The Morning Star’s north-east football reporter ROGER DOMENEGHETTI has written his first book, a history of English football media. Here, he outlines the background to the project
It’s Easter Monday, 2012, and there are 17 minutes left of Newcastle United’s match with Bolton at St James’ Park. What had until that point been a fairly dull, goalless affair sparks into life when Newcastle’s young French star Hatem Ben Arfa receives the ball deep in his own half. Fifteen scintillating seconds later he’s scored and the home side are on their way to three points.
While the Toon Army celebrates one of the goals of the season, a wave of panic washes through the Press Box as those tasked with writing about the game, myself included, aren’t quite sure what they’d just seen. Had Ben Arfa received the ball from Tim Krul or Yohan Cabaye?
Was he in the centre circle or closer to his own goal when he started his run?
How many tackles had he ridden?
Which Bolton player could have (perhaps should have) brought him down and taken a yellow for the team?
We had to wait for the answers. What had caused this panic? Well, due to a power cut, the television monitors in the Press Box weren’t working. Horror of horrors! There were no replays. And there you have it: the media prism through which we experience football has become so omnipotent we almost incapable of consuming football without it.
Fans can now watch football on TV from almost anywhere in the world almost every day of the week either from the comfort of their sofa or with their mates in the pub. If they’re not doing that then they’re listening to commentary on the radio; or they’re talking about it on the radio; or they’re reading about it in newspapers, comics and magazines; or they’re blogging about it; or they’re gambling on it; or they’re collecting football stickers; or they’re tweeting about it; or they’re watching people who write about football talk about what other people who write about football have written about football.
By comparison, few people actually watch a match live and even those who do will almost certainly seek an interpretation of what they’ve seen from journalists and pundits. Almost everyone’s experiences of the teams they don’t support will also be gained vicariously through the media.
Yet despite this, popular histories of football tend to overlook the huge importance of the media for the sport’s development. There might be a small section here or a chapter there, but no sense that the pair have always been inextricably linked. Likewise, popular histories of the media tend to overlook the importance of football despite the fact its value as compelling content that could be used to increase circulation or viewing figures has always been recognised.
It seemed rather odd to me that no one had set out to explore and examine this relationship that was so vital to the development and success of both. Furthermore, this was a book that I wanted to buy; a story I wanted to read. So I set about writing it myself.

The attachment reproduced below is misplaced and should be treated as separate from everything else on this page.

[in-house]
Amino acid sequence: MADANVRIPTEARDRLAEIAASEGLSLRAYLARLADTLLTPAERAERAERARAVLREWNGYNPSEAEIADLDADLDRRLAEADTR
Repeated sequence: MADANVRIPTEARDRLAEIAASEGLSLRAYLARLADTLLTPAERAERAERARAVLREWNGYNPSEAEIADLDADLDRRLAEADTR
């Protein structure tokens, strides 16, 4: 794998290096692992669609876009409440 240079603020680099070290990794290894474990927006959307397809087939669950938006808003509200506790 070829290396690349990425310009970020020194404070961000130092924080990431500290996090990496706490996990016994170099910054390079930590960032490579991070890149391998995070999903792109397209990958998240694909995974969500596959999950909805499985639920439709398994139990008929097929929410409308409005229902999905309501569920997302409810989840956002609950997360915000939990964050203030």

One of the most striking things I found during my research was the manner in which history repeated itself. Every time a new media technology emerged it seemed to join forces with football for the benefit of both. Early coverage of the game in the Press enabled the sport to develop by acting as a communication network spreading fundamental information such as results, fixtures and league tables. In return the sport fuelled the growth of the Saturday soccer specials, with a study in 1913 declaring that “… incomparably the keenest competition in the newspaper world is developed as the result of rivalry to bring out the earliest news of sporting events”.
Fast forward to the early 1990s and football’s reputation was in the gutter while Rupert Murdoch’s News Corporation was in dire financial trouble. Once again English football and the media came together to support each other. Without the money generated through Sky’s coverage of the Premier League, it is highly unlikely that Murdoch would have come to dominate the British media in quite the manner that he has. Would the Leveson Inquiry have happened if the Premier League had stuck with ITV way back in 1992?
Yet the recent bidding war between Sky and BT Sport is merely a repeat of the battle for rights fought by newsreel companies in the 1920s and 1930s, albeit now by combatants with deeper pockets. Watch the grainy footage of those old games, and you could be forgiven for thinking there is a lifetime of difference with the coverage we see today.
Technologically speaking there is, but look more closely at how the story is told and you’ll see the narratives are the same as in any modern highlights package. There are the players filmed coming on to the pitch and meeting the dignitaries; the crowd being led in a rendition of Abide With Me; the goals shown from a reverse angle and in slow motion; managers getting agitated and finally the victorious captain is interviewed after the match.
Also, then as now filmed coverage influenced what was written in the Press. The 1932 FA Cup final was known as the “over-the -line final” because the Arsenal players claimed the ball had gone out of play before Jimmy Boyd crossed for Jack Allen to equalise. The film footage supported that point of view and so came to dominate Press coverage of the game which focused on the footage as much as the game itself.
“Cup Final goal was not a goal. Film proves it – yet it must stand”, declared the Daily Herald. The Manchester Guardian asked the Newcastle manager Andy Cunningham for his opinion. His reply: “From my position I could not see whether it had gone out of play or not”.
Like I said, history repeats itself.
- From the Back Page to the Front Room: Football’s Journey Through the English Media by Roger Domeneghetti (Ockley Books) is available in all formats from ockleybooks.co.uk
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